How to Eat When You’re Poor

I’ve been poor for a long time. We’re doing fairly well for ourselves right now, despite having a mountain of debt, but about seven years ago I literally had about $200 in savings and a car and some personal belongings. After my first season on the farm where I interned, I couldn’t find a better job, so I was a substitute teacher in Massachusetts. This lasted about 6 months, while I was fighting my ex with custody and financial issues at the same time. Nik had a job making $9/hour at a warehouse, and I would drive him to work in the morning, then drop the kids off at school (if I had them that day,) then book it to whichever school in town had hired me for that day. Our combined income for the month was about $2500 IF we were lucky and I had been subbing the full week. Our shitty little apartment had a barely-working heating system, so we were paying over $300/month for heat that barely kept the apartment hovering around 60 degrees at best (this was winter time in the Berkshires)

I only tell you all this to assure you: I know how to live on very little. It isn’t glamorous, but we did it.

The FIRST and MOST IMPORTANT thing you HAVE to do if you are in poverty is learn how to cook for yourself! Even if you manage to get on Food Stamps (we never did, because the system was overburdened and they kept screwing us over on appointments) you will be frequently handed things you may not know how to cook or reheat. There is always an inexpensive grocery mart somewhere not too far away, so if you keep some pantry staples on hand you can make it through.

Always have: Potatoes (whether a bag of white, sweet potatoes if you can get them, or whatever you find on sale.) Onions and garlic (Almost everything I cook has these.) Butter and/or a package of bacon (save the bacon fat to cook in)! Just use an old glass jar.) Rice is up to you–I found a huge 8 lb bag of black rice (which has a nutty flavor and more nutrition) at the Asian market for $7, so worth it! Apple cider vinegar is great to have on hand to help flavor things. Eggs– cheap protein! Apples and peanut butter—best snack ever! Just opt for the peanut butter that’s made with only peanuts and salt. Cheese! Any cheap bag of shredded cheese or super cheap brick of cheese will do. Salt, pepper, and any herbs you can afford. HERBS can add all kinds of benefits to your food, and can contribute to keeping your body healthy when you’re on a limited diet.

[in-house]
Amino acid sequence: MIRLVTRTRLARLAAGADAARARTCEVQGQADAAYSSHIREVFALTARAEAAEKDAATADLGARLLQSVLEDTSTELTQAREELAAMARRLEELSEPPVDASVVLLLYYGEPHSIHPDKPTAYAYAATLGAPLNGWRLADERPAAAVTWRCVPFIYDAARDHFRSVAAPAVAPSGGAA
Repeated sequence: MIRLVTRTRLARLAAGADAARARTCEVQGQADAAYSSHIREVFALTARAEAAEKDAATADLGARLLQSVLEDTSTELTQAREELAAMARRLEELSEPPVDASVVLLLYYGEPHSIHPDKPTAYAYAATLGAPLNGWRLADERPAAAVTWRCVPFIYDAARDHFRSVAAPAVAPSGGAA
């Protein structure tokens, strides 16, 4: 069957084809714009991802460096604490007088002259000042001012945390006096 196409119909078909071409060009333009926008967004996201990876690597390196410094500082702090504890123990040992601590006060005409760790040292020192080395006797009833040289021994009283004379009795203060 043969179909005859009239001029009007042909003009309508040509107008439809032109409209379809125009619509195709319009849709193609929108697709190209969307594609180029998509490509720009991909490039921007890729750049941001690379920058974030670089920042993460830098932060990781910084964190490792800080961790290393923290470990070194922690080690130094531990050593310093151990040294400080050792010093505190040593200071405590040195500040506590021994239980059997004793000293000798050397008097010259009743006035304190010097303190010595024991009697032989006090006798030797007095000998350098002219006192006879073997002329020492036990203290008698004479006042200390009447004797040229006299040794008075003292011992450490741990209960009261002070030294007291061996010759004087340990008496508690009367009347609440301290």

You can live on soup, or make broth with just about anything. Of course, any time you have the money, buy alternate vegetables or fruits. Celery is good to have on hand, as well as carrots or beets, and definitely buy collard greens if you can afford to.

For broth, buy a pack or even JUST ONE of these:

chicken leg

That one chicken leg can be thrown into a big pot of water with whatever vegetable scraps you have on hand, salt, pepper, herbs, chunks of celery or onion, and BOOM you have broth, and after you pull the meat off you have a soup!

“Baked potato night” is easy– bake each person a potato, sauté some frozen broccoli in bacon fat, add cheese and sour cream if you can atop the broccoli on top of the potato. YUM! And filling.

Nik actually lived several months (before he met me) buying a bag of frozen chicken, a bag of potatoes, a bag of whatever frozen veggie he could afford, and a pound of butter every week. He ate these things in variations for nearly 6 months, with barely anything different. It’s survival food, but it works.

Anything can be made into a stir fry as long as you have rice. Cook rice, then add some fat to a pan, vegetables you have on hand (always onions and garlic), and whatever leftover chunks of meat you have. Don’t be afraid to go to the meat counter at the grocery store and ask for JUST ONE drumstick, pork chop, etc. They don’t care as much as you think they do.

You can cook ANYTHING in a single cast iron pan. Trust me.

Cook bacon every day and your pan will season itself!

Even now, with our tiny farm and house and an income more than $1000 higher than we had back then, we still do not let anything go to waste. We had lamb short ribs the other night– I bought a pack of them at Walmart for $10 and roasted them. Delicious! We saved all the bones after eating the meat on them as well as the drippings from the pan. Add this to a little water in a pot and simmer several hours. BAM, lamb broth! It’s so concentrated and fatty we froze some in ice cubes to use in soups or whatever we need later.

What little leftovers we don’t eat go to the chickens and ducks, who repay us by laying beautiful eggs!

Sorry if this post was a bit rambling… it’s January, we haven’t had sales of anything in over a month, and are barely hanging on to the bills with what we make from our day jobs. Winter sucks for everyone. Anyway, if this rant can help just one person in need to hope or advice, it’s done its job.

Thanks for reading!

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